The return of inflation is very bad news for people in the poorest countries, as world food prices have increased by an average of 28% in 2021, according to the United Nations Food and Agriculture Organization. agriculture (FAO).
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This calculation is made from the variation in the international prices of a basket of basic food products. The price of these foodstuffs is now close to its record level recorded in February 2011.
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Cereals up 27%, oil 66%
The vegetable oil price index thus jumped by nearly 66% compared to 2020, reaching its highest level ever recorded, detailed the FAO on January 6th. The price of cereals increased by 27%, that of sugar by 30%, that of meat by 13% and dairy products by 17%.
This increase is explained by a disorganization of the distribution circuits and by an increase in demand in 2021. And the year 2022 opens with equally negative perspectives: the high cost of energy, the ongoing global pandemic and increasingly uncertain weather conditions “leave little room for optimism about a return to more stable market conditions”, said Abdolreza Abbassian, senior economist at the FAO.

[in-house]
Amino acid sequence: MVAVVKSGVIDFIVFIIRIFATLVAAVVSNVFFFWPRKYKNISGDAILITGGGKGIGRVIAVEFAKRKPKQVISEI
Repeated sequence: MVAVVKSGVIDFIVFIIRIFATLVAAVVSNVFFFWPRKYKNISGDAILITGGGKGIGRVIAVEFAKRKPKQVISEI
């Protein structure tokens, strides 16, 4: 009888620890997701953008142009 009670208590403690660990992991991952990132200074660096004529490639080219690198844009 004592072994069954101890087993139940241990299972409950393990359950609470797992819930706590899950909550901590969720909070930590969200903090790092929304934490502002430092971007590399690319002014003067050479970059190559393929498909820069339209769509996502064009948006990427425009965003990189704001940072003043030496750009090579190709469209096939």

Fertilizers on the rise
A further increase in 2022 could come, in particular, from the effects of the increase in fertilizers which has not yet been fully integrated. “In 2021, they increased by around 230%”, notes François Chareyron, manager at Lombard Odier, much more than food. This means that part of the additional costs have been absorbed by the producers and that they should pass this on to the price of the commodities with some delay.
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This inflationary surge is particularly difficult to bear in low-income countries, where the cost of food can represent, on average, up to 50% of the household budget, compared to less than 10% in developed countries. This price increase comes as the number of malnourished people was already increasing in 2020, with around 118 million more.
12% of the world’s population food insecure
In 2020, malnutrition already concerned around 800 million people, according to the FAO, including 418 million in Asia and 282 million in Africa. And nearly 12% of the world’s population (928 million people) was severely food insecure in 2020, 148 million more than in 2019.
The rise in food prices observed in 2021 could further increase these figures and reduce the chances of reaching “zero people suffering from hunger” in 2030, which is one of the UN’s Sustainable Development Goals. This increase raises fears of the return of the food riots, troubles that the world had known from 2008, during the last period of rising food prices. They notably led to the “Arab Spring”, a set of popular protests of varying magnitude, from December 2010.